We all know that bad news travels fast, and that was especially true in Corky’s case. Jill’s business took a real hit because of this incident. As soon as the lost dog flyers were put up, nasty posts began to appear on social media accusing Jill’s salon of negligence for “allowing” Corky to escape. Unfounded accusations and misinformation was rampant. Jill was devastated. Eventually her business recovered, but the pain of that day and what happened to Corky still haunts her.

Could a similar incident happen at your business? Having a dog escape while in your care and then get killed is one of the worst things that can happen to a groomer.

Here are two things you should do right now that can help prevent a similar incident in your business:

  1. Call your insurance agent and review your coverage. Oftentimes, general agents do not specialize in pet services insurance and may not fully understand your needs. Whatever company you choose to insure with, it is vital to have adequate coverage that protects your clients, the pets you groom, you and your employees, and your place of business.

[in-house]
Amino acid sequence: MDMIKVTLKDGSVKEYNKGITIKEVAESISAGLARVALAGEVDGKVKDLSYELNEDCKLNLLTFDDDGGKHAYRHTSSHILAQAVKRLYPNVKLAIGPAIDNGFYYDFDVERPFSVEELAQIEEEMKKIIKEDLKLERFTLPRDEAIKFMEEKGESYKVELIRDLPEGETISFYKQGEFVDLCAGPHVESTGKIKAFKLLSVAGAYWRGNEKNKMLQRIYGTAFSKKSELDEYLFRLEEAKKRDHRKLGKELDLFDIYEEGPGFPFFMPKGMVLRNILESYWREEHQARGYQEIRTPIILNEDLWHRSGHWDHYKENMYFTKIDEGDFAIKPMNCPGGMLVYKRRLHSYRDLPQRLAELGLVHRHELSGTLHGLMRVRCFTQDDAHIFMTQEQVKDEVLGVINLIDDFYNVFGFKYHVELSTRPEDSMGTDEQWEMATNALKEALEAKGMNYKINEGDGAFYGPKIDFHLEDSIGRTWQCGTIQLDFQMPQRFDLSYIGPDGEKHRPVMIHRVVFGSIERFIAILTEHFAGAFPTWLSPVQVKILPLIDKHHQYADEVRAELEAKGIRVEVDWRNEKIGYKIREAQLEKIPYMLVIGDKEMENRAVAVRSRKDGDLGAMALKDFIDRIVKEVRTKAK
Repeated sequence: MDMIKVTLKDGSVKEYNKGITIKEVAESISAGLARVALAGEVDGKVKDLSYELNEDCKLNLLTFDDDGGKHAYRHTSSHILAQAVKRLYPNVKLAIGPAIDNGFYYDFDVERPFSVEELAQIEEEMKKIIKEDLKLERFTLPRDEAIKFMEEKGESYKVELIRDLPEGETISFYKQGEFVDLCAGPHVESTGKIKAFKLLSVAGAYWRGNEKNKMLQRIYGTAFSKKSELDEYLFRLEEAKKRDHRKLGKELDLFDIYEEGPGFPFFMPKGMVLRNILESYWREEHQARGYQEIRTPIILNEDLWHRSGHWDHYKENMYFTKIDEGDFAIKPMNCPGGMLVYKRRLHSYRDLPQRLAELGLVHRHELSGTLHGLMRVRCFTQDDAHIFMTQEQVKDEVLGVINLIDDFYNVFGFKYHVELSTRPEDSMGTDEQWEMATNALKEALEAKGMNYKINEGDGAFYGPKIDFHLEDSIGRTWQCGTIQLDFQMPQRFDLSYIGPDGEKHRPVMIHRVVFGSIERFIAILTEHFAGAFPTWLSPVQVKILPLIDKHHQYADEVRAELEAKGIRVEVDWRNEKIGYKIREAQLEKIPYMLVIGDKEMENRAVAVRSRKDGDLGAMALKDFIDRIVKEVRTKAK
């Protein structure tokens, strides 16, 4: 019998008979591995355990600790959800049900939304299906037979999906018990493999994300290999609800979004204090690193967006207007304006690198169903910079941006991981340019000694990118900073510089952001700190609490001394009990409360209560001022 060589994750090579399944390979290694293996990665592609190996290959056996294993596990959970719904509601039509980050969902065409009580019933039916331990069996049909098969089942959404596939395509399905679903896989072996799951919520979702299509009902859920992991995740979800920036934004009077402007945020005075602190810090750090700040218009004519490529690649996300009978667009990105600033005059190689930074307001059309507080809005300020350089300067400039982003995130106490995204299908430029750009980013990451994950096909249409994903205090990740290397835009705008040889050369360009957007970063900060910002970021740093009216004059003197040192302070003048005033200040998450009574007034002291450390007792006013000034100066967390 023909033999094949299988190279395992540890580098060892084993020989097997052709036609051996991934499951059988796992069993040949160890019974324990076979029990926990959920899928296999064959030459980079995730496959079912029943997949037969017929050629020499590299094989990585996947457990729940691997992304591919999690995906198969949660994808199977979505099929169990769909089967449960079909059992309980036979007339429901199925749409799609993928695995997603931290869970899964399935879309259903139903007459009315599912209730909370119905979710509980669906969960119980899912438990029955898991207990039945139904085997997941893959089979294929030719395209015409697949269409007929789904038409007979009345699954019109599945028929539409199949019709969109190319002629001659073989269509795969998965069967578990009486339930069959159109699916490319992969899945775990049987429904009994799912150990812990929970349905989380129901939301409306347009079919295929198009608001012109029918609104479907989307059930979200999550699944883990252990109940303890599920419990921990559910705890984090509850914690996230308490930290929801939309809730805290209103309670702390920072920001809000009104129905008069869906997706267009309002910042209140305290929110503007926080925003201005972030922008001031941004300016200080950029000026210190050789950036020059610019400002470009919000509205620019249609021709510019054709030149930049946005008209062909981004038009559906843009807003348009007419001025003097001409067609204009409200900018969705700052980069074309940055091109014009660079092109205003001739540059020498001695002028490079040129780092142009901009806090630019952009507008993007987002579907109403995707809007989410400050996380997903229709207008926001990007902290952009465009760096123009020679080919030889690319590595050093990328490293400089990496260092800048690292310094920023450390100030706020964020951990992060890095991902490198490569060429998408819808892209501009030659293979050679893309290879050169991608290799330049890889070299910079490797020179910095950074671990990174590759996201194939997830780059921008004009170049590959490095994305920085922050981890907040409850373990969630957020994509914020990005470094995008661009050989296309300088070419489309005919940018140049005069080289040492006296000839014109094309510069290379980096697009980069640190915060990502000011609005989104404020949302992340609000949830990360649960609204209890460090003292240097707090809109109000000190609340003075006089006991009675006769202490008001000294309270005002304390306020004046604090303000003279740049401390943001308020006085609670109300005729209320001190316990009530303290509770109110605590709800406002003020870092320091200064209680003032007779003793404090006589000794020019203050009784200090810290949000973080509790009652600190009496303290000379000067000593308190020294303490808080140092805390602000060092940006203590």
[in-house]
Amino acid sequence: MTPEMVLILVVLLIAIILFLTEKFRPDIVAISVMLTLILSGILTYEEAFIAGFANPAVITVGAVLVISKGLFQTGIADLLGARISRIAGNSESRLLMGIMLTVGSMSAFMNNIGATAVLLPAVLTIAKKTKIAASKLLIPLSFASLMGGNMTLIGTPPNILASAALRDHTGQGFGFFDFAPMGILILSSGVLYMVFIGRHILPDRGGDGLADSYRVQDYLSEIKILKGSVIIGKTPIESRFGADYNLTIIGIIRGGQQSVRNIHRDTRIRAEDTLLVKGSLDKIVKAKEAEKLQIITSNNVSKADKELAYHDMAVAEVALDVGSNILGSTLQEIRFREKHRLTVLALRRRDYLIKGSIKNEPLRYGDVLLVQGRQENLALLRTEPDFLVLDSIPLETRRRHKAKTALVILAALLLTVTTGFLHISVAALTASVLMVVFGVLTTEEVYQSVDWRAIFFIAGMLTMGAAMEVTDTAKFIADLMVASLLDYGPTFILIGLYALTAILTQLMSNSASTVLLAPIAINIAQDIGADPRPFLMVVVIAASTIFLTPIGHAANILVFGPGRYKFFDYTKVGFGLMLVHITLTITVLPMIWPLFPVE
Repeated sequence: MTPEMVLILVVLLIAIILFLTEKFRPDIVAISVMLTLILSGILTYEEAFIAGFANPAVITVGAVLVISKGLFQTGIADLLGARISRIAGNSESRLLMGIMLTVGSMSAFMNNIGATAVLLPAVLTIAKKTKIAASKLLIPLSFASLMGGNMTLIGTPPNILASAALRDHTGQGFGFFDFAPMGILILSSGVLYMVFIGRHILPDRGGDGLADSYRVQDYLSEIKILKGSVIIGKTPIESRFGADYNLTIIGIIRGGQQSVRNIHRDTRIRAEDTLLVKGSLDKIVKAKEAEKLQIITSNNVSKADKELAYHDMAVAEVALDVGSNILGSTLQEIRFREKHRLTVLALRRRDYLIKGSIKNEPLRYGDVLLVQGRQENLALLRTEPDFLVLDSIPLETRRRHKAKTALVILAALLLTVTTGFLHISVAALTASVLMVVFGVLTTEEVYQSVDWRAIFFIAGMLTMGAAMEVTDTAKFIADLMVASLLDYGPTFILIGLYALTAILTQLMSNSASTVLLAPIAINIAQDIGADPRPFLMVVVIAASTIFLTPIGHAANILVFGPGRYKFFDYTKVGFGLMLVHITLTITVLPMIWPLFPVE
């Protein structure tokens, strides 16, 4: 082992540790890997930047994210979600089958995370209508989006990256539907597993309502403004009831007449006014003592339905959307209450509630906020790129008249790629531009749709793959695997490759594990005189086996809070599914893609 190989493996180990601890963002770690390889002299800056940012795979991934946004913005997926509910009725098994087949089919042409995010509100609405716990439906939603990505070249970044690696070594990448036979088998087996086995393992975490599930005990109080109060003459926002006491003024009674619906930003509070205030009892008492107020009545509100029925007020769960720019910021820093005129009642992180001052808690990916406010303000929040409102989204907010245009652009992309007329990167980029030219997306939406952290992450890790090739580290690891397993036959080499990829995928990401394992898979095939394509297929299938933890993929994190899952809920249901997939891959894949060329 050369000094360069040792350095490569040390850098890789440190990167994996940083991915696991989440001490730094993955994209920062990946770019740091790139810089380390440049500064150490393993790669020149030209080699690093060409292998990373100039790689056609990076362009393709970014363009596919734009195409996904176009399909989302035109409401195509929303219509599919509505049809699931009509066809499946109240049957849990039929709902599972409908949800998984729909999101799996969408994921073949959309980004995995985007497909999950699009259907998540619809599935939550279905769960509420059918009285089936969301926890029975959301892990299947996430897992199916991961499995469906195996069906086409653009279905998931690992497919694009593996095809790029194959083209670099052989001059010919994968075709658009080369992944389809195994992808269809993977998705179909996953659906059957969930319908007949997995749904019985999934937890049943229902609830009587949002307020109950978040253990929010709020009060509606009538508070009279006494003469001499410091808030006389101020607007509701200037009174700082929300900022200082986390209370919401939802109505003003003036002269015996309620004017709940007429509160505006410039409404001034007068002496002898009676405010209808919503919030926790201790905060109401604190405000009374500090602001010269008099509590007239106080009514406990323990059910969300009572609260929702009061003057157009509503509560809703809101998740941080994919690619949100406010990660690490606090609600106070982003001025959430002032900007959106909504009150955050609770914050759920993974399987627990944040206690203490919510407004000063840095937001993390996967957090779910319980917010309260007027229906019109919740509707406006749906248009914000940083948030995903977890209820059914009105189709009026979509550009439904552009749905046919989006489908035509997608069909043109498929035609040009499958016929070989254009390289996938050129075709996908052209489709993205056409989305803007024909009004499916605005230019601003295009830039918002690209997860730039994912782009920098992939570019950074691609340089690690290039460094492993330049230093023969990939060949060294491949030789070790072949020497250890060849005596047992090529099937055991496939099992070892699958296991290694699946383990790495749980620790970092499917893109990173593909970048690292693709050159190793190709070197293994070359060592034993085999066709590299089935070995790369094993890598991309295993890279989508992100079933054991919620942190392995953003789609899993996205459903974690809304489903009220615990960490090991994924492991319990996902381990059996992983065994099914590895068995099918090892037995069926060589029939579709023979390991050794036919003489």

2. Take a look at your workplace. From the equipment and tools that you use to the building (or mobile unit) itself, are there things you can do to make it safer?

In this case, something as simple as an automatic door-closer could have prevented “The Corky Incident.” ✂️


Kathy Hosler

Kathy Hosler opened her shop in 1971 when she was just nineteen years old. She has built a terrific business and is still actively grooming today. Kathy is also a feature writer for Groomer To Groomer and Pet Boarding & Daycare Magazines, and has been nominated twice for the Barkleigh Honors Journalist of the Year Award as well as a Cardinal Crystal Achievement Award for Grooming Journalist.

Scroll to Top